A People Without A Country: Rohingya Refugees in Delhi Need Our Help Now

June 30, 2021

About 40,000 Rohingya Muslim refugees had fled to India a few years ago from their native land in Myanmar (earlier called Burma) due to what the UN has termed ‘a textbook case of ethnic cleansing.’ Around 900 of them live in Delhi, trying to make a living as daily wage labourers, and living in make-shift camps.

When India went into lockdown following the COVID-19 pandemic 15 months ago, they had no one to turn to for support; not even a village to walk back to. I got desperate calls of hunger from the community leaders in April, 2021.  My NGO, Apne Aap, had been supporting an anti-trafficking initiative among some Rohingya refugees in a Delhi camp. (In March 2020, we had started a food drive for victims of sex-trafficking, and their children trapped in red light areas, with no food, unsafe housing and sometimes not even adequate fresh air due to the restrictions imposed by the COVID-19 lockdown.)

We could not ignore the SOS from these vulnerable refugees. Our #1MillionMeals food drive expanded to accommodate the 900 Rohingya families in Delhi. By mid-June, 2021, we had provided more than 12 million meals to nearly a quarter million of the most vulnerable women and children of India.

As I waited for the government to set up some system to reach the most vulnerable, I kept hoping things would not get worse. But for the Rohingya refugees, they did. On June 12 and 13, vigilantes set fire to the Rohingya refugee camp in Madanpur Khadar in Delhi, leaving 270 Rohingya refugees without a shirt on their backs.

The refugees are too scared to call out the vigilantes as they have nowhere to go.

 Rohingya Muslims – who, according to UN Secretary General Antonio Guterres is “one of, if not the, most discriminated people in the world” – fled Myanmar as the country perceives them as illegal immigrants from Bangladesh. Ironically, six lakh Rohingya refugees already live in Bangladesh, in the world’s largest refugee camp.

In Myanmar, they are often ambushed by military troops; in 2017, about 6700 Rohingya Muslims were killed, many of their women and children raped. A large number of Rohingya refugees in India had reportedly tried converting to Christianity to get Indian citizenship, following the Citizenship Amendment Act (2019) which allowed Indian citizenship to non-Muslims fearing persecution from neighbouring countries.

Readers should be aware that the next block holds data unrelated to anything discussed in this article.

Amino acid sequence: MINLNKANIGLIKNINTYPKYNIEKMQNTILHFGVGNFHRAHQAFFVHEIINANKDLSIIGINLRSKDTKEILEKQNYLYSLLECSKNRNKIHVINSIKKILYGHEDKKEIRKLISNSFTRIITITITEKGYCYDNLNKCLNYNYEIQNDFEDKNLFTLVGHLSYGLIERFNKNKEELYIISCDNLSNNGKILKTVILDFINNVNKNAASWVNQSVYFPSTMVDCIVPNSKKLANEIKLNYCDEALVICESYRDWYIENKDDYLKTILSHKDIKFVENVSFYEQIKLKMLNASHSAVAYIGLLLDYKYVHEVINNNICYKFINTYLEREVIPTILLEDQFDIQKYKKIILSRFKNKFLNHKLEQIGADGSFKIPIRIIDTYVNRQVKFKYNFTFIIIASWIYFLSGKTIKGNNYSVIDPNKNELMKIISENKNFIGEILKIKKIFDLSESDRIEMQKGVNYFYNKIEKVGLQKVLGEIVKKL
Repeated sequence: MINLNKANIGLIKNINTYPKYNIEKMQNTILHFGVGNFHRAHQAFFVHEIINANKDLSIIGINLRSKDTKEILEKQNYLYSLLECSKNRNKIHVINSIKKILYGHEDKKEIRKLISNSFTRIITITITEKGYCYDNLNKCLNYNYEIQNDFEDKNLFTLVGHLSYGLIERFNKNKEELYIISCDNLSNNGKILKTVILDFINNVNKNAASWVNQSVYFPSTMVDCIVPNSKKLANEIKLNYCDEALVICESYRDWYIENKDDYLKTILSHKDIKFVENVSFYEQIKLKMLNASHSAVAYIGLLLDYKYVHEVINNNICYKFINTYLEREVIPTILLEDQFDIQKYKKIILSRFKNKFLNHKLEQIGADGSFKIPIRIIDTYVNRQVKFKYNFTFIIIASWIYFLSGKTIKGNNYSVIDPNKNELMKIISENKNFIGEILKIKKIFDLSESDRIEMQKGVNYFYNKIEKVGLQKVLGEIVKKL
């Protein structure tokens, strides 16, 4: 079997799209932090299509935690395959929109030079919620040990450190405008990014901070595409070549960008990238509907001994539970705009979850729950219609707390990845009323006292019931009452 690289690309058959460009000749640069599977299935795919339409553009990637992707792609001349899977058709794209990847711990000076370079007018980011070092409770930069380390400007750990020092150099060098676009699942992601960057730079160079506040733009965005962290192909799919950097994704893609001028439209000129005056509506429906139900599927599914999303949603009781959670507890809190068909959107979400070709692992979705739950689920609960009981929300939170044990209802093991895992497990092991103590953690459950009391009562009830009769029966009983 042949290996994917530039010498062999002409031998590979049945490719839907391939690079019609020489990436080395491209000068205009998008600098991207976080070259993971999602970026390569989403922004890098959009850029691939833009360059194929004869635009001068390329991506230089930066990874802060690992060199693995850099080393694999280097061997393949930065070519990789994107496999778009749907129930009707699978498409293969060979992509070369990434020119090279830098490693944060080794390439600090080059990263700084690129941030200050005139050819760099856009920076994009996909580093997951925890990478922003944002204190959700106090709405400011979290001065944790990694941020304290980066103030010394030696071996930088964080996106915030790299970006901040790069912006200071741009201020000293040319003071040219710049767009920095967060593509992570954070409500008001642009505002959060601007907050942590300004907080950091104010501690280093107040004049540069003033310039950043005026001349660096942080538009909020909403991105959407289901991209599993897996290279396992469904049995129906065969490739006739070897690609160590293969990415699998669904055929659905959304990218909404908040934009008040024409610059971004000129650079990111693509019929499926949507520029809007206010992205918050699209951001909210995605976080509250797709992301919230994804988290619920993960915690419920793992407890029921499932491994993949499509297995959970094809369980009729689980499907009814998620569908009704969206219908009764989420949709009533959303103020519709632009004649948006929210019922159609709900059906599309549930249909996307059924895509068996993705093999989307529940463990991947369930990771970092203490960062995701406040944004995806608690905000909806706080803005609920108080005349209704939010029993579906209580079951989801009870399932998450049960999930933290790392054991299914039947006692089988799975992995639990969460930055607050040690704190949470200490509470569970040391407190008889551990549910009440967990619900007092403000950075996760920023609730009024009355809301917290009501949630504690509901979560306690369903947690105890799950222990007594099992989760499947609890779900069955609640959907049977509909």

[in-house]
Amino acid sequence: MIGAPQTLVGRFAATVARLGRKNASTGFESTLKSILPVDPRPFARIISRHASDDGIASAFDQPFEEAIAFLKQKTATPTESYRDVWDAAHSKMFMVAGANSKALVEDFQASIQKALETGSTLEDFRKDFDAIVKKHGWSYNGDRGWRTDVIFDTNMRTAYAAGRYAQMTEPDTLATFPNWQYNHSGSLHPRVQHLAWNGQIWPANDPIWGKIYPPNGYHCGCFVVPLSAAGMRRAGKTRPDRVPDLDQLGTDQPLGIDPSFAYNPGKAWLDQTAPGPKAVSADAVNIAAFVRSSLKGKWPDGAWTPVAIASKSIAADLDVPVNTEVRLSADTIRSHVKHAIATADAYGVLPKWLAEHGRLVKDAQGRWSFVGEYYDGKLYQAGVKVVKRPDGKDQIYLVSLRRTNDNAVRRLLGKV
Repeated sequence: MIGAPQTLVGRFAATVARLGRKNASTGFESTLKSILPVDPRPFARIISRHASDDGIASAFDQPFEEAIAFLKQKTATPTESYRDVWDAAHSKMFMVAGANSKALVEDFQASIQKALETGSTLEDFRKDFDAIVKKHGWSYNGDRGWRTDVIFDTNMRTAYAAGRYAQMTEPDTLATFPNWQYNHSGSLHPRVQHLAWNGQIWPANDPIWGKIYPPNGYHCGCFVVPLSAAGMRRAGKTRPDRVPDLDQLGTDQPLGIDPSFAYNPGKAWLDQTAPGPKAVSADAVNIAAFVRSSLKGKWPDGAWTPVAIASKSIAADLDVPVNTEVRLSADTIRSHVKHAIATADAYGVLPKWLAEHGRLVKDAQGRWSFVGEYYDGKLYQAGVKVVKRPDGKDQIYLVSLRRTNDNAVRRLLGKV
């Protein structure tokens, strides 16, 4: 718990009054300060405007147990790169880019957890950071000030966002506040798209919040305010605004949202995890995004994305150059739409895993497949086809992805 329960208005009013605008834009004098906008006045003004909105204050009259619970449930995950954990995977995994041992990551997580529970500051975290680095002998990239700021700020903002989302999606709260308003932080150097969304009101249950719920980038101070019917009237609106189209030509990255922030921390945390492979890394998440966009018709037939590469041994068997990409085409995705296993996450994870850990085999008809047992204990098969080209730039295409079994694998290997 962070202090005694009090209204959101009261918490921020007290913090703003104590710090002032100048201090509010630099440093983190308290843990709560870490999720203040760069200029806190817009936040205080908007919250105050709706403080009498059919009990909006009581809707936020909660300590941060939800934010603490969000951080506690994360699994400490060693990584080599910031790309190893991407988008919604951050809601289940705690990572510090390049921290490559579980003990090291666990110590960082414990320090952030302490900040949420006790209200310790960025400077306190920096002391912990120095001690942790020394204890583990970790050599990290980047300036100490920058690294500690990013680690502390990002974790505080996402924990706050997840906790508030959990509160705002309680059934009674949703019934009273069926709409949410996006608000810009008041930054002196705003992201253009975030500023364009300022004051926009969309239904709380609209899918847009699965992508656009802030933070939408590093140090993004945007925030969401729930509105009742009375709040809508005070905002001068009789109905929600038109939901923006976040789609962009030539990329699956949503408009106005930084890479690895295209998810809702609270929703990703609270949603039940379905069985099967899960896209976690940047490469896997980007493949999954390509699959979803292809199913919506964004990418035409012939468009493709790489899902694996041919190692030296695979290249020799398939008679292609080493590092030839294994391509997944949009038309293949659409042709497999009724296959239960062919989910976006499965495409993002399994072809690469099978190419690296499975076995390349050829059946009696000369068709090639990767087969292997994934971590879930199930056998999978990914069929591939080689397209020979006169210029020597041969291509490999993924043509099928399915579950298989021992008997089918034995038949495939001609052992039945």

India’s Supreme Court has ordered the deportation of the Rohingyas from Kashmir to Myanmar. But Myanmar’s military Junta government, which had forced them out in the first place, has refused to take them back.

It was in a coup on 1 February, 2021, that the military Junta arrested Myanmar State Counsellor Aung San Suu Kyi along with many government leaders and politicians. Ironically, Aung San Suu Kyi had gone along with the government’s atrocities on the Rohingyas!

It only serves to remind me that if we don’t stand up for every last persons whose rights are taken away, our own rights will be taken away too. And that is why my respect for my friends , Burmese pro-democracy activists Thin Thin Aung and Soe Myint outstrips my respect for Nobel laureate Aung San Suu Kyi.

I met Thin Thin Aung and Soe Myint as students in Delhi almost two decades ago.  They were living in exile to run a news service called Mizzima that would spread word about the anti-democratic activities of the Junta in Burma. I attended their wedding at the home of George Fernandes, a socialist leader. We used to meet in my Delhi apartment, cook together and play songs on a guitar that Soe had.

Both of them went back to Yangon in 2013, after private news organisations were allowed in the country for the first time, when democracy seemed to have returned. They were critical of Aung San Suu Kyi ‘s stand on the Rohingyas and her reluctance to challenge the military.

In April this year, Thin Thin was arrested following the military coup, and Soe Myint has gone into hiding. The struggle for democracy continues.

If Aung San Suu Kyi had stood up for the Rohingyas, challenged the military when she had a chance, she would not have been in jail again, Soe would not have been in hiding, Thin Thin would not have been arrested, and the Rohingyas would have a homeland.

All our freedoms are interconnected.

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